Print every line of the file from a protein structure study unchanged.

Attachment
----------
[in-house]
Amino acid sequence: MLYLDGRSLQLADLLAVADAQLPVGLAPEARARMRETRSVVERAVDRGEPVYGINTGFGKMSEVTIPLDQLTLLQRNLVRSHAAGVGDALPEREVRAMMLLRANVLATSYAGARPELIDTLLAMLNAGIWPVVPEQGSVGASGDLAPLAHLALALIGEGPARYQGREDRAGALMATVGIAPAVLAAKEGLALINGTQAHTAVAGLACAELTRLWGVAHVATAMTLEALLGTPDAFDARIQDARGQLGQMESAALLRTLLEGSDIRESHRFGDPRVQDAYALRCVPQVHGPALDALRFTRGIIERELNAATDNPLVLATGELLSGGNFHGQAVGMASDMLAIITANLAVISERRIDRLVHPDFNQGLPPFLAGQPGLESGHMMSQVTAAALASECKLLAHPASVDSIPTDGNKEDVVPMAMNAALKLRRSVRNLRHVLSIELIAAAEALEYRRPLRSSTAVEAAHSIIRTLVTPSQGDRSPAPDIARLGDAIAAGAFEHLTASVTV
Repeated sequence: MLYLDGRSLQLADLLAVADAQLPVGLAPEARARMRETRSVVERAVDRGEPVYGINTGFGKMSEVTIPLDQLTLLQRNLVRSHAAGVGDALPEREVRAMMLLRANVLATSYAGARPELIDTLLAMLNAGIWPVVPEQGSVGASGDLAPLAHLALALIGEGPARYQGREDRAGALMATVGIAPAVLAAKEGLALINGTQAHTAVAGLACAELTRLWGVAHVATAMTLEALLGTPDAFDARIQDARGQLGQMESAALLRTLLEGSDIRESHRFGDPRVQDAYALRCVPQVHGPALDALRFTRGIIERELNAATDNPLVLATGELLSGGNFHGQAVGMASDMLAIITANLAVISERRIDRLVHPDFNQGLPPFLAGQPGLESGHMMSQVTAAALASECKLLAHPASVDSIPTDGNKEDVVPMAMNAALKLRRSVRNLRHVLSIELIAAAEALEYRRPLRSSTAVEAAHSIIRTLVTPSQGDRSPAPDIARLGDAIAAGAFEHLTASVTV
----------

[in-house]
Amino acid sequence: MLYLDGRSLQLADLLAVADAQLPVGLAPEARARMRETRSVVERAVDRGEPVYGINTGFGKMSEVTIPLDQLTLLQRNLVRSHAAGVGDALPEREVRAMMLLRANVLATSYAGARPELIDTLLAMLNAGIWPVVPEQGSVGASGDLAPLAHLALALIGEGPARYQGREDRAGALMATVGIAPAVLAAKEGLALINGTQAHTAVAGLACAELTRLWGVAHVATAMTLEALLGTPDAFDARIQDARGQLGQMESAALLRTLLEGSDIRESHRFGDPRVQDAYALRCVPQVHGPALDALRFTRGIIERELNAATDNPLVLATGELLSGGNFHGQAVGMASDMLAIITANLAVISERRIDRLVHPDFNQGLPPFLAGQPGLESGHMMSQVTAAALASECKLLAHPASVDSIPTDGNKEDVVPMAMNAALKLRRSVRNLRHVLSIELIAAAEALEYRRPLRSSTAVEAAHSIIRTLVTPSQGDRSPAPDIARLGDAIAAGAFEHLTASVTV
Repeated sequence: MLYLDGRSLQLADLLAVADAQLPVGLAPEARARMRETRSVVERAVDRGEPVYGINTGFGKMSEVTIPLDQLTLLQRNLVRSHAAGVGDALPEREVRAMMLLRANVLATSYAGARPELIDTLLAMLNAGIWPVVPEQGSVGASGDLAPLAHLALALIGEGPARYQGREDRAGALMATVGIAPAVLAAKEGLALINGTQAHTAVAGLACAELTRLWGVAHVATAMTLEALLGTPDAFDARIQDARGQLGQMESAALLRTLLEGSDIRESHRFGDPRVQDAYALRCVPQVHGPALDALRFTRGIIERELNAATDNPLVLATGELLSGGNFHGQAVGMASDMLAIITANLAVISERRIDRLVHPDFNQGLPPFLAGQPGLESGHMMSQVTAAALASECKLLAHPASVDSIPTDGNKEDVVPMAMNAALKLRRSVRNLRHVLSIELIAAAEALEYRRPLRSSTAVEAAHSIIRTLVTPSQGDRSPAPDIARLGDAIAAGAFEHLTASVTV